• [0045]
    Preferred are pharmaceutical compositions for parenteral administration, such as intravenous, intramuscular or subcutaneous administration. The compositions comprise the active ingredient alone or together with a pharmaceutically acceptable carrier. The dosage of the active ingredient depends upon the disease to be treated and upon the species, its age, weight, and individual condition, the individual pharmacokinetic data, and the mode of administration.
  • METHODS OF MANUFACTURE
  • [0046]
    Compounds of the invention are prepared by standard methods known in the art. The following Examples serve to illustrate the invention without limiting the invention in its scope.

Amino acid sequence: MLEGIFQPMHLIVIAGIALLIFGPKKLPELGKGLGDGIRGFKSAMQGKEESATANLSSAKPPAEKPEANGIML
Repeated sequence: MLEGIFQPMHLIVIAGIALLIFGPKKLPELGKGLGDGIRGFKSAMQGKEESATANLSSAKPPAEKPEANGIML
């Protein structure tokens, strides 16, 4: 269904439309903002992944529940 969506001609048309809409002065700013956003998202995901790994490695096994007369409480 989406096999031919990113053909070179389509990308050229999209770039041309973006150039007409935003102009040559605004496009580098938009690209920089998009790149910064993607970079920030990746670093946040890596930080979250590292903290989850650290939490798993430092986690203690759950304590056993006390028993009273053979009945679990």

• EXAMPLES
  • [0047]
    Reagent grade chemicals were from Sigma or Fluka, Buchs (CH) and were used without further purification. Rabbit anti-barnase and rabbit anti-barstar sera was provided by R. W. Hartley, Bethesda, NIH, USA
  • [0048]
    FPLC analyses were performed on a BioLogic DuoFlow system equipped with a EG&G Berthold LB 508 radiometric detector, using Superdex 75 and Superdex 200 columns at a flow rate of 1 ml/min. Chromatograms were recorded at 280 nm. Solvent were predominantly aqueous buffers.
  • Example 1 Construction of Expression Plasmids
  • [0049]
    The plasmids for the periplasmic expression of scFv-barnase and barstar fusion proteins are based on the vector pIG64D5 (Knappik, A. & Plückthun, A. Protein Eng. 8, 81-89, 1995).
  • [0050]